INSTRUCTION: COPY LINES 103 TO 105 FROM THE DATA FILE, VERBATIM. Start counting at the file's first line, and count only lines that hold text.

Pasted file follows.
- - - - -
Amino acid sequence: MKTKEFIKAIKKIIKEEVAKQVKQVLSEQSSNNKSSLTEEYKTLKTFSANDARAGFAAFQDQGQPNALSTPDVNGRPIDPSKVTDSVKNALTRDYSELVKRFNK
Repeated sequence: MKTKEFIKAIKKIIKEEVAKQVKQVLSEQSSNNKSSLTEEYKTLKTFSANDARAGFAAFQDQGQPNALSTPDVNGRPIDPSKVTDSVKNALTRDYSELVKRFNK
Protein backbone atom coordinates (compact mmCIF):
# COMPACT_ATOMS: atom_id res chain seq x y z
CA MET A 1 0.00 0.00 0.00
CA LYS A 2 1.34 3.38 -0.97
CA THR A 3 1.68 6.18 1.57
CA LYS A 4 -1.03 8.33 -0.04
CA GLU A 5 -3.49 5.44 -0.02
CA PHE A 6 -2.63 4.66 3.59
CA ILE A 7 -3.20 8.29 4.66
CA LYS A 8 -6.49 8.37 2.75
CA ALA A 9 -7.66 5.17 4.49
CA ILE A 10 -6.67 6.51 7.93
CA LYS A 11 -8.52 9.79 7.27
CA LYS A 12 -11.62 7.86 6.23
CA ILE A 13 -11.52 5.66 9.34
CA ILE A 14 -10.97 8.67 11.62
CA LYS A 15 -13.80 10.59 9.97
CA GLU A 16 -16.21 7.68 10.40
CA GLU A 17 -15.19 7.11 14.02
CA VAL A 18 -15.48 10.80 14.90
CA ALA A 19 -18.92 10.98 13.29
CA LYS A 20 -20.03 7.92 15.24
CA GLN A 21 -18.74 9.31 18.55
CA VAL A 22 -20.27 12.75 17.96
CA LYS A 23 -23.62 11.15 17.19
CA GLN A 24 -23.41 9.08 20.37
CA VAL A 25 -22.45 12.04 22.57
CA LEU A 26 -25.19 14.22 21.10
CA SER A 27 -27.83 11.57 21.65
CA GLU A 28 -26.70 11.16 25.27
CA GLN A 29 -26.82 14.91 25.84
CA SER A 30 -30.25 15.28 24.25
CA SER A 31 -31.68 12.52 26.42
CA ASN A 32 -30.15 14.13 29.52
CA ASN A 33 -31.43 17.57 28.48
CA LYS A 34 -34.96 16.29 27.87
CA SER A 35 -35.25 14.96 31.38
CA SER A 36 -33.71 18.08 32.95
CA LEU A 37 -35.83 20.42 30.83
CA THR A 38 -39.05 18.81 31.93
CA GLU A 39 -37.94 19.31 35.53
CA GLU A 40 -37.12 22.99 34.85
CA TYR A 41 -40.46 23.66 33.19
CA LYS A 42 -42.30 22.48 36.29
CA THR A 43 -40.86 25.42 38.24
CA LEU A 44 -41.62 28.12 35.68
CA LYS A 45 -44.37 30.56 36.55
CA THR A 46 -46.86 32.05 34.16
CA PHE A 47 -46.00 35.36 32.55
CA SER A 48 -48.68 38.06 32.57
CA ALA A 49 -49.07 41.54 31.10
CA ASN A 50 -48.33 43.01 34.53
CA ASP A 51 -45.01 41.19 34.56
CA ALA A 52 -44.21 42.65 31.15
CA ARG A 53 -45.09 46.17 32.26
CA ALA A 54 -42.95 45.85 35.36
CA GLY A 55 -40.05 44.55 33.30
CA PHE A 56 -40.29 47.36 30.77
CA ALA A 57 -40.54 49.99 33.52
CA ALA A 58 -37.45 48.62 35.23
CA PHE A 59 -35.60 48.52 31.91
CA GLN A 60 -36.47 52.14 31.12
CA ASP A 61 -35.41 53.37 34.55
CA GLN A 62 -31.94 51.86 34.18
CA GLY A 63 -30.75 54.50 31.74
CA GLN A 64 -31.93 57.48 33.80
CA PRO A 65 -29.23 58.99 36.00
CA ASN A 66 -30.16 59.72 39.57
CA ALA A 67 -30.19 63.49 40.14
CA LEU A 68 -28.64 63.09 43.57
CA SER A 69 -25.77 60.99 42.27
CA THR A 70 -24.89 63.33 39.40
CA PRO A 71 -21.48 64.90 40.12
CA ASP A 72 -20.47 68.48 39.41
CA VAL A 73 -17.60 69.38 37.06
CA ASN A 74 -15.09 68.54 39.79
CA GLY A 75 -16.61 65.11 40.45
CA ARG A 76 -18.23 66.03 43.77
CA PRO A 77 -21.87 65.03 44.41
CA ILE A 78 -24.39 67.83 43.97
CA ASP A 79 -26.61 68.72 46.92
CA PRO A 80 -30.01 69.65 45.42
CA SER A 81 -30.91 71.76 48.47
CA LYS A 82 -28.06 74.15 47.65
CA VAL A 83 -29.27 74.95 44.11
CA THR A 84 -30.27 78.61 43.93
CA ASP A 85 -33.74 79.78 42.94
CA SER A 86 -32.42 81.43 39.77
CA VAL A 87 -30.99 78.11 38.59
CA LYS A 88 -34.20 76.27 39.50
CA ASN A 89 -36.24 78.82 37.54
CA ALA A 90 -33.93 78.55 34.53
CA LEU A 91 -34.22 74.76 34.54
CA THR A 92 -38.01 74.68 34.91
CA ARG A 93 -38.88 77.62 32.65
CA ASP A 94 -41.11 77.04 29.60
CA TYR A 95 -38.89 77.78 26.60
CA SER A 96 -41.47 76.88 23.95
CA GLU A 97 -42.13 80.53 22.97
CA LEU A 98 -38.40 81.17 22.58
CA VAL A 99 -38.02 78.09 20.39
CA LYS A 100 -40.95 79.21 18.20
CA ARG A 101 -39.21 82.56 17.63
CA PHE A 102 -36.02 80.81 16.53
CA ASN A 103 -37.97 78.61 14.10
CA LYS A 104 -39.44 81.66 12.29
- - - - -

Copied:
CA VAL A 99 -38.02 78.09 20.39
CA LYS A 100 -40.95 79.21 18.20
CA ARG A 101 -39.21 82.56 17.63